Offering smoking mothers-to-be a financial incentive to put down their cigarettes may not only be a successful approach but a cost-effective one as well. At least, that's the verdict handed down by a study published this November in the journal Addiction.

The study authors, after analyzing the results of a randomized trial of more than 600 Scottish pregnant smokers, found that the potential reward of a $600 voucher to quit smoking ultimately proved to be both a clinically and economically worthwhile treatment — accruing an incremental cost-effectiveness ratio (ICER) of $734 per quality-adjusted life year (QUALY). According to the authors, these costs are well below the recommended threshold of money that should be spent on a preventative treatment capable of providing a person with a healthy year of life — in the UK, that’s £20 000 ($30,000 US),  a standard comparable with other high-income countries like the US.

Meanwhile, when compared to a control group, the women offered a voucher were able to abstain from smoking during pregnancy at more than twice the rate (22.5 percent to 8.6 percent), and their self-reported relapse rates six months after pregnancy were lower as well (33 percent vs 54 percent). “Existing interventions for pregnant smokers are not highly effective; however, this study provides substantial evidence on the cost-effectiveness of a financial incentives intervention to add to existing cessation support,” the authors wrote.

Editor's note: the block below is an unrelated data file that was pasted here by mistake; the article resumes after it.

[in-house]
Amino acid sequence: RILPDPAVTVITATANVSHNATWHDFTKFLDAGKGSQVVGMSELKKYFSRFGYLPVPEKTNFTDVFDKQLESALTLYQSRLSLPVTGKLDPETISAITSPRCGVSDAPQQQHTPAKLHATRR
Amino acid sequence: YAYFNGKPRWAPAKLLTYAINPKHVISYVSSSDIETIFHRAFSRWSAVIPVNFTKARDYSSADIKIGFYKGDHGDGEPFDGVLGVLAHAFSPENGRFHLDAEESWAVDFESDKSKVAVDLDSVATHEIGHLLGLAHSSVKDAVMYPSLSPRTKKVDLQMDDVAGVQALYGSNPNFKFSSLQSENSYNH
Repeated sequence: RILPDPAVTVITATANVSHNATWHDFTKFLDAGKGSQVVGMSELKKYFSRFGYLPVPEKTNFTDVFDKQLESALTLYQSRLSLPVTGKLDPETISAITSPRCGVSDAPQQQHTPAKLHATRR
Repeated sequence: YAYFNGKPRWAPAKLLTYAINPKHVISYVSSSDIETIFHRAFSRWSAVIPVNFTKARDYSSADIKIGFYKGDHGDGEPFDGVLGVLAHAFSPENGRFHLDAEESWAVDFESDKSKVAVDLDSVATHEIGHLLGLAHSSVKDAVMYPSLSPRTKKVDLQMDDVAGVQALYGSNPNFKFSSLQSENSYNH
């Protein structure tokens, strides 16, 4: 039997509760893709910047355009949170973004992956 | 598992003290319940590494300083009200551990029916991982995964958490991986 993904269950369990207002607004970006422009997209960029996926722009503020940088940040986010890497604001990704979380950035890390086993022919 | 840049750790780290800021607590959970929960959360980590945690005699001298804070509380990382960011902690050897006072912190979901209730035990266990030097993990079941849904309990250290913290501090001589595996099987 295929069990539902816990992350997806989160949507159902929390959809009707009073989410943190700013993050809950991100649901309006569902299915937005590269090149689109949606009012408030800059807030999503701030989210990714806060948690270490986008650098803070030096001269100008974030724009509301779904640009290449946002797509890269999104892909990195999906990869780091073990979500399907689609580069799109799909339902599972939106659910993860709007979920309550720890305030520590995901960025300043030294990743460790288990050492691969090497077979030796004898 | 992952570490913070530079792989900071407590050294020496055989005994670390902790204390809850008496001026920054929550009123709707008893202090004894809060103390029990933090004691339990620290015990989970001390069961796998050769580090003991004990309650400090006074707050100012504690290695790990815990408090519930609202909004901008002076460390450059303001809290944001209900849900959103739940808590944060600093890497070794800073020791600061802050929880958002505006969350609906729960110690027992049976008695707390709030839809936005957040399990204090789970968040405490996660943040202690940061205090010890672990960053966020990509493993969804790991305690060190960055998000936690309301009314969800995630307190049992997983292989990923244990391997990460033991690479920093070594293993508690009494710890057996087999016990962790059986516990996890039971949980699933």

The researchers divided the women into two groups, both given the opportunity to enroll in services to help quit smoking, such as counseling sessions and/or free nicotine-replacement therapy. One group was additionally offered a series of vouchers depending on how many goals they reached: $75 for attending a face-to -face counseling session, $150 for passing a cessation test 12 weeks later, and $300 for passing it 34-38 weeks later.

As noted by the researchers, many efforts at encouraging smoking cessation fall short, and even when they don't, the chances of relapse at any time loom precariously in the distance. But in nearly all the ICER analyses they conducted, using various models that accounted for a high relapse rate, a high gaming rate (essentially, women who cheated), and a larger financial incentive, they still found that the vouchers were a cost-effective intervention. Projected over a lifetime, they found that the voucher program incurred a $26 cost and a gain of 0.04 QALYs per quitter, while within the study itself, the ICER was $1716 per late pregnancy quitter compared to routine care. Most importantly, these costs were roughly comparable to other cessation interventions, if not cheaper.

The authors advocate that more precise long-term research be conducted to determine how successful these vouchers are at sustaining quitting after pregnancy, since the Scottish study only relied on self-reported surveys. Because of that, they’re careful to note that their findings are subject to some uncertainty. Overall, however, they are optimistic about using vouchers as a source of quitting motivation, especially considering that low-income women are more likely to be smokers.

“Identifying pregnant women who smoke, engaging with them and supporting them to quit smoking during pregnancy is a key international tobacco policy priority, and this study provides evidence on the cost-effectiveness of financial incentives as a means to achieving cessation during pregnancy,” they concluded.

Source: Boyd K, Briggs A. Bauld L, et al. Are financial incentives cost-effective to support smoking cessation during pregnancy? Addiction. 2015.